Coaxial with that they can have an external 30mm cannon and at the back of the turret they could put a grenade launcher. In fact a service date of 2015 lets make the back of the turret mounted grenade launcher the 40mm Balkan as its heavier grenades and longer range and caseless ammo look good to me. Fit it the same way the BMP-2 upgrade has it with the ability to elevate independently but turns with the main turret and with built in 300-400 round ammo capacity.
    The simple bow positions for the grenade launchers can be replaced by mini turrets with externally mounted guns and they can each have twinned PKTs and Balkan 40mm grenade launchers each giving a much wider field of fire and better elevation and depression.

    This firepower vehicle doesn't carry a squad in the back... there will be a firewall and roof blowout panels and a full ammo reload for 100mm, 30mm(30x165mm), and 40mm grenades plus 10,000 rounds of 30 cal ammo.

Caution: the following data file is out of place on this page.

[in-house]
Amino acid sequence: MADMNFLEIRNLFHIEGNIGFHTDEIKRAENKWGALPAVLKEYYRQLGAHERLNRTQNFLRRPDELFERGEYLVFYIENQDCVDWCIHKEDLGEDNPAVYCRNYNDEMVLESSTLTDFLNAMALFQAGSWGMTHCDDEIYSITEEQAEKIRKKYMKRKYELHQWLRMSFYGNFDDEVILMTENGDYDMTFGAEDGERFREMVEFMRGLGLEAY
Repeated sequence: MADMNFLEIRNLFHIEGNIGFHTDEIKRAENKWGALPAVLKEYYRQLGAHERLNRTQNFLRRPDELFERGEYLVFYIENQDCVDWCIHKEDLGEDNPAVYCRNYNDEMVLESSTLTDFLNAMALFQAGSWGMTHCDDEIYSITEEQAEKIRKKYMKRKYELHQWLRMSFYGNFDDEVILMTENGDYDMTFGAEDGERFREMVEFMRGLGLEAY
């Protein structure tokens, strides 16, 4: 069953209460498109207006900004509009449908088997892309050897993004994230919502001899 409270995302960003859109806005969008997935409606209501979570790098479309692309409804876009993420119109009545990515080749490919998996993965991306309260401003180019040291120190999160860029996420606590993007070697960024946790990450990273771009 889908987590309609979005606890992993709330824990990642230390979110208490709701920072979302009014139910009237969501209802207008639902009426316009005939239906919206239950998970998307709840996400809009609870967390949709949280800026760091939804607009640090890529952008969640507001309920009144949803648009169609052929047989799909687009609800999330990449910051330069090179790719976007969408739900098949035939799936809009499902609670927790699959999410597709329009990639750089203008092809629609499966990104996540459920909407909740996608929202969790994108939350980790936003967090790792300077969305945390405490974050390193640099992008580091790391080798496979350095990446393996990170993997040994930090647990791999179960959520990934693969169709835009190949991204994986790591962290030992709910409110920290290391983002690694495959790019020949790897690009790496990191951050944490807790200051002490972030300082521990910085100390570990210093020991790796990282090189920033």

As a compliment vehicle they could have another BMPT with the 57mm gun turret with a much larger properly armoured turret and the 20 round auto feed system can be doubled so that it becomes a dual feed mechanism with two 20 round auto feed systems, so each ready to fire magazine can contain a different type of ammo... say 10 guided shells and 10 HVAPDS in one, and 20 HE Frag shells in the other, so that with the press of a button it could load a particular shell and with the press of another button the next shell is of a different type.
    This vehicle could have a quad launcher for Kornet so it will have a mix of laser beam riding and SALH weapons.

    The 57mm gun wont have the HE power of the 100mm gun but it will be flatter shooting and more accurate, plus the guided shells can replace laser homing missiles, plus the HVAPDS rounds should make the Bradley and Warrior obsolete in terms of the extra addon armour is not really viable so they will need to go to new designs.